Every lender is different, but this ratio is usually factored in.
And remember, with respect to income, any child or spousal support will be added to or subtracted from your income when calculating ratios (depending on whether you are paying the support or receiving it). So that’s good to keep in mind.
One thing you can consider is having someone co-sign a loan or mortgage application for you.
What if neither of us can qualify for a mortgage on our own but we want to keep our properties. Can separated couples both stay on as is with their joint mortgages?
A lender won’t be too concerned about who is on the mortgage title and the relationship between them, and much more interested in what the income and debt loads are for each of you.
It’s more of a legal question really, to figure out if it’s a good idea. Here again, if it’s not a good legal idea, maybe it will work better for you to have a family member co-sign an application for you.
It’s worth noting that lenders are spooked sometimes by separation because they don’t like uncertainty. So having a signed separation agreement in hand can help you to show them where the money is coming from regularly, especially with regards to child or spousal support. Your agreement shows a lender that this part of your income is contractually guaranteed.
What is the best option for any money a person might get in a separation or divorce via equalization etc.: should they invest it or pay off debt?
This is a common question in any scenario with found money, not just with divroce, but any time you find yourself with a surplus of found money.
With equalization however, sometimes, it is the registration of accounts that is important to consider. For example, if equalization payments are received as RRSPs instead of cash then it’s not generally recommended to redeem RRSPs to pay off debt because of the tax you’ll have to pay to access those funds.
But if the money being transferred to you is tax-free or not locked in, then the decision to invest or pay down debt becomes more personal and about your circumstances and feelings about money.
We would ask first, do you have an adequate emergency fund? So you can pay your living costs for a few months if you lost your income etc.?
We would look at the interest rate on the debt and ask you if the payments are manageable?
And from there it is really an emotional vs. mathematical decision. Do you hate debt? Or can you handle a little when you know you are making more in interest? Sometimes the math isn’t compelling enough to help you sleep at night.
A planner can help communicate the advantages of one strategy over another so you can make an informed decision. Sometimes having a loan makes good money sense but having the debt causes you stress. A planner can talk it through with you.
What happens to my kids' RESPs after the divorce? What are the options for dealing with these kinds of joint investments we might want to continue?
There are lots of options available to you. But one thing to note is that no matter what, you just want to be able to track it. Keep track of your personal contributions.
The money in an RESP actually belongs to the contributors (sometimes called subscribers) and not the child, so if you and your ex both contributed, you both own it.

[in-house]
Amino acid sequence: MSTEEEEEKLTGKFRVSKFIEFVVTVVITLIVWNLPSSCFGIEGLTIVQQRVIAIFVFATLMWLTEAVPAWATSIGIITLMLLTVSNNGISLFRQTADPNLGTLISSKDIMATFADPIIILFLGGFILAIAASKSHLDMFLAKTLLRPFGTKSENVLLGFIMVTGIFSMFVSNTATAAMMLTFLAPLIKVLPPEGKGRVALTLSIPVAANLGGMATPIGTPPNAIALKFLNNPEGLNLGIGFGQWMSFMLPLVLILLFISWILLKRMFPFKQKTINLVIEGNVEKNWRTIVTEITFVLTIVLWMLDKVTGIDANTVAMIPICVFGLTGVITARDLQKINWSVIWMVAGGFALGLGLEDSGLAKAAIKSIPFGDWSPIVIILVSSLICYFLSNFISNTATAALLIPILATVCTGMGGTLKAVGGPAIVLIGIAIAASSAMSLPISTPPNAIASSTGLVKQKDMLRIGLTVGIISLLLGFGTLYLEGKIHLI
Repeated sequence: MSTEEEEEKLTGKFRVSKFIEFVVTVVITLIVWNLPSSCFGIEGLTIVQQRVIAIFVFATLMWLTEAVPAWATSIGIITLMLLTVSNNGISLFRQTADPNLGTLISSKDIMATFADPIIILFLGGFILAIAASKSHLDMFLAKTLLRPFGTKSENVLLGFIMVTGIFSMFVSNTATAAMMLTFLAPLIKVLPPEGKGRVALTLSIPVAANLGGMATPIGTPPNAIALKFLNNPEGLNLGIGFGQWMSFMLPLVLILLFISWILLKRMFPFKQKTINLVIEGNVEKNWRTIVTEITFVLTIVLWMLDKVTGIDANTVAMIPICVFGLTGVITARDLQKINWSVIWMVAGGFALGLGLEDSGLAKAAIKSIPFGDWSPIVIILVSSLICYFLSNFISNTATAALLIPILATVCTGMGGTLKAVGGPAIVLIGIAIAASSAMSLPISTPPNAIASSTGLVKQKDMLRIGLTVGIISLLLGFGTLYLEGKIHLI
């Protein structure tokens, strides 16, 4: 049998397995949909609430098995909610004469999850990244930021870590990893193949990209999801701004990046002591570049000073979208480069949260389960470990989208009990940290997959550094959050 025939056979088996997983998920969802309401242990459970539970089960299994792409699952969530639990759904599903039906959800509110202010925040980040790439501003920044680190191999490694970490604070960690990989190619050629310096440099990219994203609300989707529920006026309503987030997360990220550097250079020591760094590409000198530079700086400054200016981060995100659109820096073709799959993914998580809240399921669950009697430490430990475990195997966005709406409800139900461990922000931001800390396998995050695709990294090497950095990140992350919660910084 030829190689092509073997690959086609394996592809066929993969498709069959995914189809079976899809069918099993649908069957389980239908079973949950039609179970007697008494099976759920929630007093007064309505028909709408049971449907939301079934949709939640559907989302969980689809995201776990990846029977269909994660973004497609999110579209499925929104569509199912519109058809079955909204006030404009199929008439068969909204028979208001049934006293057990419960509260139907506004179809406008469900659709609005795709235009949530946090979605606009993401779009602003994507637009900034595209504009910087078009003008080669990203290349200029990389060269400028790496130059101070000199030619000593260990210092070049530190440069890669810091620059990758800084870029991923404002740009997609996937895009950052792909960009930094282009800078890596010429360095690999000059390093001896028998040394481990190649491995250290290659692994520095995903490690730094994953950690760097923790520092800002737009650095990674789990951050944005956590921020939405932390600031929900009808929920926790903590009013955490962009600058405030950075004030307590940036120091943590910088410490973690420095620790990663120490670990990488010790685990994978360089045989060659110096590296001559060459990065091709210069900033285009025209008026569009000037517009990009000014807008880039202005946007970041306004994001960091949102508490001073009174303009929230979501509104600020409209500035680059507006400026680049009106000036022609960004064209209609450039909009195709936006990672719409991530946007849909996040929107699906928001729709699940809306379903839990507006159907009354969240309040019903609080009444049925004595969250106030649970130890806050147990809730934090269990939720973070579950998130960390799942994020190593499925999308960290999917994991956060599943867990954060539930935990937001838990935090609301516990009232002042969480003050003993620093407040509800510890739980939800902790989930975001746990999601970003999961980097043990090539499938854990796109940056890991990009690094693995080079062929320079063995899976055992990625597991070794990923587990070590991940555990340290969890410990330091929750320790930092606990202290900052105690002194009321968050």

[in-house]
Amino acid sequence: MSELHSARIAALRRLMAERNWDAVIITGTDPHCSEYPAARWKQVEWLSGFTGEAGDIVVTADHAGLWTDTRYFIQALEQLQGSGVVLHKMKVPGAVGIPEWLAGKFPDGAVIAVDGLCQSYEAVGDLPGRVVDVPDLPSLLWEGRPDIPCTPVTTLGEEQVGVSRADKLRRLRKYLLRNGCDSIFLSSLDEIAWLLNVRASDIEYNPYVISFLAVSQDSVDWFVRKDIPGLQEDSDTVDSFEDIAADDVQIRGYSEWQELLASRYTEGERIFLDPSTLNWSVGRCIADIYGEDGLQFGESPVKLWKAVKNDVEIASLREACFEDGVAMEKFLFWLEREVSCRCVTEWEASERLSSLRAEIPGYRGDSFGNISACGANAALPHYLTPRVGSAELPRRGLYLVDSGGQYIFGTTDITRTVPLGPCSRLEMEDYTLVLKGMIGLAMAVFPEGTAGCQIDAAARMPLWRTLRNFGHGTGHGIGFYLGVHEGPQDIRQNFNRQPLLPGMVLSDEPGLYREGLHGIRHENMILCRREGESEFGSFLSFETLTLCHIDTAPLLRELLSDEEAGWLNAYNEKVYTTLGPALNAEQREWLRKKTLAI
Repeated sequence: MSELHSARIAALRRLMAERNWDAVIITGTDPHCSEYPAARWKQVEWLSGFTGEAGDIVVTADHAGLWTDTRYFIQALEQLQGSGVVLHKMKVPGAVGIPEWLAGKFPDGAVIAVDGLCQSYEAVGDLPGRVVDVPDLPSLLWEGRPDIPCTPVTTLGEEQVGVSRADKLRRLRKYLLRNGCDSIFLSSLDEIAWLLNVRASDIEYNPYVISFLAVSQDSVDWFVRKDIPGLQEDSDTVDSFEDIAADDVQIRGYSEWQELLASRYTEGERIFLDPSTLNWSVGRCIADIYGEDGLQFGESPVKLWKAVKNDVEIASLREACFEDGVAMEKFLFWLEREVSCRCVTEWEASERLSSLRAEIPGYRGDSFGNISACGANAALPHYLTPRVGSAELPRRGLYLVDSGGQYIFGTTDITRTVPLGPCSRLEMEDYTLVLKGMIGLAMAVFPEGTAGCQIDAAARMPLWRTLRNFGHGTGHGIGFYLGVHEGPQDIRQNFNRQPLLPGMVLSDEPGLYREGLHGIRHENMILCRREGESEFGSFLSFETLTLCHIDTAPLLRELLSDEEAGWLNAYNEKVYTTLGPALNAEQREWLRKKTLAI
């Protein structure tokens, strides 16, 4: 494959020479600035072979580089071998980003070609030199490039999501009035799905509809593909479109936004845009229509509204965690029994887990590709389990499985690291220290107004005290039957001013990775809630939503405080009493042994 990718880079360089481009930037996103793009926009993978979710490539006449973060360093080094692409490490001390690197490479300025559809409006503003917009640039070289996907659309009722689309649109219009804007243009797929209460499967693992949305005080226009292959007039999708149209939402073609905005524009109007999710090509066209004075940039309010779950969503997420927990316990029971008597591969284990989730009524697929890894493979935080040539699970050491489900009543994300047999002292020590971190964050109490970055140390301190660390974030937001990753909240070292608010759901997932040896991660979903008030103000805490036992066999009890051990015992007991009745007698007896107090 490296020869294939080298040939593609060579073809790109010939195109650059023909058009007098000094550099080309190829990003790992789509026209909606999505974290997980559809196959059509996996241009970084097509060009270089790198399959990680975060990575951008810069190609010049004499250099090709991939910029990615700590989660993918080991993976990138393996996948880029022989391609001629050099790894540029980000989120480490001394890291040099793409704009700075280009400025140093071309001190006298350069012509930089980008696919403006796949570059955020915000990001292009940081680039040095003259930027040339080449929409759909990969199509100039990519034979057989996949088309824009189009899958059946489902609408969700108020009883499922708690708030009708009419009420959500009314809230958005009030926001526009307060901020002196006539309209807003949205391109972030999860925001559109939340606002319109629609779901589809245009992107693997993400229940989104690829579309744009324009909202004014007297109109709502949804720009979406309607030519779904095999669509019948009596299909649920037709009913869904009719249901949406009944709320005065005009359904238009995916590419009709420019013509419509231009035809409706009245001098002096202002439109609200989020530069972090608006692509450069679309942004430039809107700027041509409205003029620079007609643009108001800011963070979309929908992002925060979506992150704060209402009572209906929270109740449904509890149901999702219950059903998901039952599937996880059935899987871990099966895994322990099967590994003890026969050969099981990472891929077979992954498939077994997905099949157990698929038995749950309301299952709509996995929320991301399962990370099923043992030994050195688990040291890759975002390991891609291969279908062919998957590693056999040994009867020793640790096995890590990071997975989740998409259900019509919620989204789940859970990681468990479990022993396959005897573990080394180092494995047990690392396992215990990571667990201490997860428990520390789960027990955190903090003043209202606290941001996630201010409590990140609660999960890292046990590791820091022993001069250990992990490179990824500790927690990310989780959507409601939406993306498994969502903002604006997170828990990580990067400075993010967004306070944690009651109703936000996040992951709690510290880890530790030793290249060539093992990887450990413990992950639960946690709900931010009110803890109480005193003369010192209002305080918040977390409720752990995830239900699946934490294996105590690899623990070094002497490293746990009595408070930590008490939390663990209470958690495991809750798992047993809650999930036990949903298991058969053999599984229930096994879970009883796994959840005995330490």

So you can keep a joint RESP and continue to contribute, and your planner can help coordinate this and help track your contributions.
You could also keep the joint RESP as is but stop contributing to it. And then each parent opens up new ones that you each own to move forward with.
You can also sever the original RESP, and then split that into two new accounts.
Just remember that joint investments make it a bit harder to track contributions of each person.
And, remember that you can have any number of RESPs. You are only limited by how much matching grant money you can get.
What should women do if they stopped contributing to their retirement savings (like RRSPs) during marriage and have no pension? What do they prioritize when income is limited? How do we begin building up retirement savings when money is tight?
If you are starting over and rebuilding wealth, it’s all new, so we start from scratch and look at your goals and objectives.
Then we have a look to see if you have the funds to satisfy those goals. For example, if you don’t have sufficient cash flow for retirement and also to fix the roof, then you have to talk to your planner about what compromises you can make to reach your goals and how we can reset them so your plan works best for you.
Goals and objectives are always what we discuss first, for the short-, mid- and long-term.
Then we look at investment strategies to satisfy those goals, and then we look at the vehicles to support that strategy (TFSAs vs. RRSPs vs. investment property etc.)
For example, a common strategy is to save inside the TFSA and then strategically transfer to an RRSP at the end of the tax year to ensure tax-efficient contributions. Your TFSA is also then accessible without penalty if you need an emergency fund.
So it’s always goal-setting first, and then auditing goals with your abilities and realities, and then re-adjusting those goals with your planner. That’s the foundational piece to good planning.